Growth of Methylobacterium organophilum in Methanol for the Simultaneous Production of Single-Cell Protein and Metabolites of Interest
1Laboratories of Bioprocess Development, School of Chemistry, Federal University of Rio de Janeiro, RJ 21941-972, Brazil
2Microbial Biotechnology Laboratory, Institute of Chemistry, Exact and Natural Sciences Center of the Federal University of Rio de Janeiro, RJ 21941-972, Brazil
3Laboratory of Biotechnology and Microbial Ecology, Institute of Microbiology, Federal University of Rio de Janeiro, RJ 21941-902, Brazil
Received: 11 June 2021
Accepted: 9 April 2022
single cell protein; methylotrophic bacterium; methanol consumption
Research background. This study aims to monitor the growth of the methylotrophic bacteria Methylobacterium organophilum in a culture medium with methanol as a carbon source and to verify the production of unicellular proteins and other biomolecules, such as carotenoids, exopolysaccharides and polyhydroxyalkanoates, making them more attractive as animal feed.
Experimental approach. Bacterial growth was studied in shake flasks using different carbon/nitrogen (C:N) ratios to determine their best ratio for achieving the highest volumetric productivity of cells and substrate consumption rate. This optimal parameter was further used in a fed-batch operating bioreactor system to define the kinetic profile of cell growth. Methanol consumption was measured by HPLC analysis and the extracted pigments were analyzed by liquid chromatography/mass spectrometry. Chemical composition and rheological properties of the produced exopolysaccharides were also determined.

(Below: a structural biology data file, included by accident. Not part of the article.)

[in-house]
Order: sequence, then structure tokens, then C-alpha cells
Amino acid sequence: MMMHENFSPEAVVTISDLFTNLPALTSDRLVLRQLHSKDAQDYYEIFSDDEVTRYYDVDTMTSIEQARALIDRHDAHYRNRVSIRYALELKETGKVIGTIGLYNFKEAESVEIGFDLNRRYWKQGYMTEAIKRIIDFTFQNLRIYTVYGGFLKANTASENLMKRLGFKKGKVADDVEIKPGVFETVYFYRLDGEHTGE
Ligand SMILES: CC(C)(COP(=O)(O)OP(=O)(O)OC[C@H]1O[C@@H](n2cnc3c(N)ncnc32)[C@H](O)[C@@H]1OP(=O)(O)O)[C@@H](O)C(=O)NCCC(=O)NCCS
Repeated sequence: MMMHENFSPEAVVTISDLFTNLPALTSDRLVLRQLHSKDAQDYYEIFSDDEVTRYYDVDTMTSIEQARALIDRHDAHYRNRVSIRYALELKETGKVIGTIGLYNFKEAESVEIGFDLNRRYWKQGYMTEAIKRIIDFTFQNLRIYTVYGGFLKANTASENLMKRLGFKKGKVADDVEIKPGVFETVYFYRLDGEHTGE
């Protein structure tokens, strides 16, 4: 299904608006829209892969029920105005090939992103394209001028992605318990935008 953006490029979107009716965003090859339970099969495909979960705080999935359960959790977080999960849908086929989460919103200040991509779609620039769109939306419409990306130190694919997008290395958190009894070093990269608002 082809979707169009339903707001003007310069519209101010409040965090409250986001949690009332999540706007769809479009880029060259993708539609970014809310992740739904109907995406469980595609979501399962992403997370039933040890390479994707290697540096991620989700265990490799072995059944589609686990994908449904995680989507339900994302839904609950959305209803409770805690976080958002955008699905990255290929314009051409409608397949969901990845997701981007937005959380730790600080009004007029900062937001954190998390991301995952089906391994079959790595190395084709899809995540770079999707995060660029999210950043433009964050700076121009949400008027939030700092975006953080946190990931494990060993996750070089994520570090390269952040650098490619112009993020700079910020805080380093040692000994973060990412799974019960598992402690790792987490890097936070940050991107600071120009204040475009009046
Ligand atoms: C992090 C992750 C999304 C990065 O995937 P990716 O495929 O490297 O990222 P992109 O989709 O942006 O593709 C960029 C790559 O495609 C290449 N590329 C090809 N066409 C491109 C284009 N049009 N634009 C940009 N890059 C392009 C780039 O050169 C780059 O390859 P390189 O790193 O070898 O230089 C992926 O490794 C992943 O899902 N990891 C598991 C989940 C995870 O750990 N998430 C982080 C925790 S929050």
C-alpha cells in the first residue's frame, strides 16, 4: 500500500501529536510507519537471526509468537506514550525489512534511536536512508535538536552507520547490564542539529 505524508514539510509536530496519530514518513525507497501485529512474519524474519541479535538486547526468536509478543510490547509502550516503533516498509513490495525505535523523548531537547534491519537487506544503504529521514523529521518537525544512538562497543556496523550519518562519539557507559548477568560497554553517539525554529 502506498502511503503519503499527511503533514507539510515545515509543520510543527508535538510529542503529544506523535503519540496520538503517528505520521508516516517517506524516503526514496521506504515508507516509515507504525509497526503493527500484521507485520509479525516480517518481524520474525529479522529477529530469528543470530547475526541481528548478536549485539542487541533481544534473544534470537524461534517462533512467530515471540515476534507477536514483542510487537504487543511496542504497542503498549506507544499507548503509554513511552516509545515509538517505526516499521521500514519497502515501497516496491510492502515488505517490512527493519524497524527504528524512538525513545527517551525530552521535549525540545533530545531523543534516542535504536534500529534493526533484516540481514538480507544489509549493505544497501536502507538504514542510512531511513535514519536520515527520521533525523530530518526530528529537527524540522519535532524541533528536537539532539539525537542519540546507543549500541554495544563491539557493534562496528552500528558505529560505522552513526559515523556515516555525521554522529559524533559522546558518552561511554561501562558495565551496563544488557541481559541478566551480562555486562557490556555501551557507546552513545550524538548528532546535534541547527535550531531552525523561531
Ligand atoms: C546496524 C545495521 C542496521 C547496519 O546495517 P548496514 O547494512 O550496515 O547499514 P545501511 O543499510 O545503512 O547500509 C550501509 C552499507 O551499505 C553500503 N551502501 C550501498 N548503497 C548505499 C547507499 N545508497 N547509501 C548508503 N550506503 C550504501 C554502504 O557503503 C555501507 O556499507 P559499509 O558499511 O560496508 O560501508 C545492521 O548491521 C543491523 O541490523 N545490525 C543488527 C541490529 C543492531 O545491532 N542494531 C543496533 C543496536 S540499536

Results and conclusions. The best experimental parameters were verified using an initial methanol concentration of 7 g/L in the culture medium. The same initial substrate concentration was used in the fed-batch operation and after 60 h of cultivation 5 g/L of biomass were obtained. The accumulation of carotenoids associated with cell growth was monitored, reaching a concentration of 1.6 mg/L at the end of the process. These pigments were then analyzed and characterized as a set of xanthophylls (oxidized carotenoids). In addition, two other product types were identified during the fed-batch operation: exopolysaccharides, which reached a concentration of 8.9 g/L at the end of the cultivation, and an intracellular granular structure that was detected by transmission electron microscopy (TEM), suggesting the accumulation of polyhydroxyalkanoate (PHA), most likely polyhydroxybutyrate.
Novelty and scientific contribution. Methylobacterium organophilum demonstrated a unique ability to produce compounds of commercial interest. The distinct metabolic diversity of this bacterium makes room for its use in biorefineries.